The GAO has taken a look at broadband caps on behalf of Congress and has uncovered a few troubling things.
Bandwidth caps are a bad idea, but a story from earlier this month shows how our love of connected devices and the increasing prevalence of caps could lead to consumer angst.
Spotify, one of the most popular music streaming services in Europe and other regions, today launched in the U.S., as expected. But mobile users will have to pay for the Premium plan, a $9.99 monthly subscription. What features do you get and is it worth it?
Sure, most of us can get pretty fired up over the thought of a monthly 250 GB bandwidth cap, but what about the companies that provide online video services? After all, as Om pointed out, the cap isn’t about excessive bandwidth usage as much as it is about stymieing online video sources like Hulu, Netflix and Amazon.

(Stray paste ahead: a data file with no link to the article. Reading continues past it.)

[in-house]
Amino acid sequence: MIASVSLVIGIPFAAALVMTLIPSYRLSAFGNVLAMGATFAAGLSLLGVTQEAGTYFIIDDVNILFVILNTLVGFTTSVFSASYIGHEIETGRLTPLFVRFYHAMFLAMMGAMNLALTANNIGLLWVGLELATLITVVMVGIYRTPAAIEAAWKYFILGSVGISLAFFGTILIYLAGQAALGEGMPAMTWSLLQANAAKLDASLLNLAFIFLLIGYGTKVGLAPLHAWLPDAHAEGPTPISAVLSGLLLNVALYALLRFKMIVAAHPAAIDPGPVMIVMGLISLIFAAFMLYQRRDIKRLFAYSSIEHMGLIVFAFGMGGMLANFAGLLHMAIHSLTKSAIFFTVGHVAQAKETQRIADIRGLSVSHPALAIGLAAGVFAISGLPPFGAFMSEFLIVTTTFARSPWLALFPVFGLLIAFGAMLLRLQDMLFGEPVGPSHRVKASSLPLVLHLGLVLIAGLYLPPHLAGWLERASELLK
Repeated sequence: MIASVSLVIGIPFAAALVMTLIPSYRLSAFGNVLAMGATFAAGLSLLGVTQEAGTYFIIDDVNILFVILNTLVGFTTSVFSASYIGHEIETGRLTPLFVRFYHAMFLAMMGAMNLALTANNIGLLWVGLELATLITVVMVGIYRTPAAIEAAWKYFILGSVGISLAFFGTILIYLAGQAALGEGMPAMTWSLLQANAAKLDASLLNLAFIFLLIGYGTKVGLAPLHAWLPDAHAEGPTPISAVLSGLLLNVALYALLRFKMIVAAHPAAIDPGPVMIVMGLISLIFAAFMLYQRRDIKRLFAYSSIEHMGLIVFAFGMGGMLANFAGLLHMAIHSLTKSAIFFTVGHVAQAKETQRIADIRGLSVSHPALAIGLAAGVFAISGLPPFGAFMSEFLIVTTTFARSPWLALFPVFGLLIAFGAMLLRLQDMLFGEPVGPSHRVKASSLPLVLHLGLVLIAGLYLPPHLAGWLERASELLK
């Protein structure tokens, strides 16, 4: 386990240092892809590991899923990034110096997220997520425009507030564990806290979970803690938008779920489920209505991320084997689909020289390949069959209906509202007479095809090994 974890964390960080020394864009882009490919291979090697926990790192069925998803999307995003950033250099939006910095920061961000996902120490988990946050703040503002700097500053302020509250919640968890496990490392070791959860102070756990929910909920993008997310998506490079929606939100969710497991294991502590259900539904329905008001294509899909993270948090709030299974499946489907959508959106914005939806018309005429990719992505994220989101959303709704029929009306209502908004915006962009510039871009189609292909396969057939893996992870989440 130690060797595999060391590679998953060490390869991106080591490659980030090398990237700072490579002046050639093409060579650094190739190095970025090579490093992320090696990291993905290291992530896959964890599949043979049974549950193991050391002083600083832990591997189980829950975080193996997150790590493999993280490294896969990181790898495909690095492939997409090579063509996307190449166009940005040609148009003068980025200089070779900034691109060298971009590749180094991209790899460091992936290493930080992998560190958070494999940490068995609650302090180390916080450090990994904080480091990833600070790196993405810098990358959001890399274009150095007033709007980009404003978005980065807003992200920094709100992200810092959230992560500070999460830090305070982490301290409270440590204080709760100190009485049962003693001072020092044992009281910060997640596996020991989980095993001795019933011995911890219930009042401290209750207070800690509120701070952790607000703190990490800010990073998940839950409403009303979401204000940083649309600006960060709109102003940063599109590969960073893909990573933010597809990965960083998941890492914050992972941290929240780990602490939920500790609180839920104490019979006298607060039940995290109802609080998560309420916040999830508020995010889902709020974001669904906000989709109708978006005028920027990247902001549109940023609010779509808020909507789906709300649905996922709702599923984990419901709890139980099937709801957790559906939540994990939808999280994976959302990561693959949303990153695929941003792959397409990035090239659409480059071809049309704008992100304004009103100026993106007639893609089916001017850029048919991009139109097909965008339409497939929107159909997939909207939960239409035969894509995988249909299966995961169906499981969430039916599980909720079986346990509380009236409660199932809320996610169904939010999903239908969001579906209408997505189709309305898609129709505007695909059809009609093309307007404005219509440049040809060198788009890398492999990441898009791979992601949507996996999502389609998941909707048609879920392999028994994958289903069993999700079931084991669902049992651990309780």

Roku, which makes the Netflix player, isn’t worried about the cap. The $99 set-top box maker is more of a facilitator than a provider, but its entire business is built upon delivering video to you over your broadband connection, so a cap could impact its sales.
“It really doesn’t give me a lot of concern,” said Tim Twerdahl, Roku’s vice president of consumer products. “It’s unfortunate that the limitless possibilities are being capped by an ISP, but it has no direct business impact on us.”